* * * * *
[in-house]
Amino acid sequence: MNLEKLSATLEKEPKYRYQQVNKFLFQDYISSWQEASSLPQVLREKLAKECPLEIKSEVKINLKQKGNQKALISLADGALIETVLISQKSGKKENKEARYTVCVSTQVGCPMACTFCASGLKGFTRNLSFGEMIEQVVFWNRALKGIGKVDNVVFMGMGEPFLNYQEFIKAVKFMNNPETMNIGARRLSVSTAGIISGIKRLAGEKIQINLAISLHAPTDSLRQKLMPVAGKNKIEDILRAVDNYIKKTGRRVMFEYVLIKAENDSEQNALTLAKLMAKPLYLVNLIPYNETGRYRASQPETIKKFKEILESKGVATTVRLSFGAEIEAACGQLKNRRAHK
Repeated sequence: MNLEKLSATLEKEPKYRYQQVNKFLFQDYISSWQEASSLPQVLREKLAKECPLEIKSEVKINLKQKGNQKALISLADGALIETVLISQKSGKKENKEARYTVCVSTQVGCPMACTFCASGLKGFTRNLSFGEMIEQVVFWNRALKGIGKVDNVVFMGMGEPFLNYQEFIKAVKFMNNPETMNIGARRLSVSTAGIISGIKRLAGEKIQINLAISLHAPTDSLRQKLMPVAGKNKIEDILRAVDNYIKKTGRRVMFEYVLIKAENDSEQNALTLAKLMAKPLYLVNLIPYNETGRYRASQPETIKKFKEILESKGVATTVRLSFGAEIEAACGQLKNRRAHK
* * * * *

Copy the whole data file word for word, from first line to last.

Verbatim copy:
[in-house]
Amino acid sequence: MNLEKLSATLEKEPKYRYQQVNKFLFQDYISSWQEASSLPQVLREKLAKECPLEIKSEVKINLKQKGNQKALISLADGALIETVLISQKSGKKENKEARYTVCVSTQVGCPMACTFCASGLKGFTRNLSFGEMIEQVVFWNRALKGIGKVDNVVFMGMGEPFLNYQEFIKAVKFMNNPETMNIGARRLSVSTAGIISGIKRLAGEKIQINLAISLHAPTDSLRQKLMPVAGKNKIEDILRAVDNYIKKTGRRVMFEYVLIKAENDSEQNALTLAKLMAKPLYLVNLIPYNETGRYRASQPETIKKFKEILESKGVATTVRLSFGAEIEAACGQLKNRRAHK
Repeated sequence: MNLEKLSATLEKEPKYRYQQVNKFLFQDYISSWQEASSLPQVLREKLAKECPLEIKSEVKINLKQKGNQKALISLADGALIETVLISQKSGKKENKEARYTVCVSTQVGCPMACTFCASGLKGFTRNLSFGEMIEQVVFWNRALKGIGKVDNVVFMGMGEPFLNYQEFIKAVKFMNNPETMNIGARRLSVSTAGIISGIKRLAGEKIQINLAISLHAPTDSLRQKLMPVAGKNKIEDILRAVDNYIKKTGRRVMFEYVLIKAENDSEQNALTLAKLMAKPLYLVNLIPYNETGRYRASQPETIKKFKEILESKGVATTVRLSFGAEIEAACGQLKNRRAHK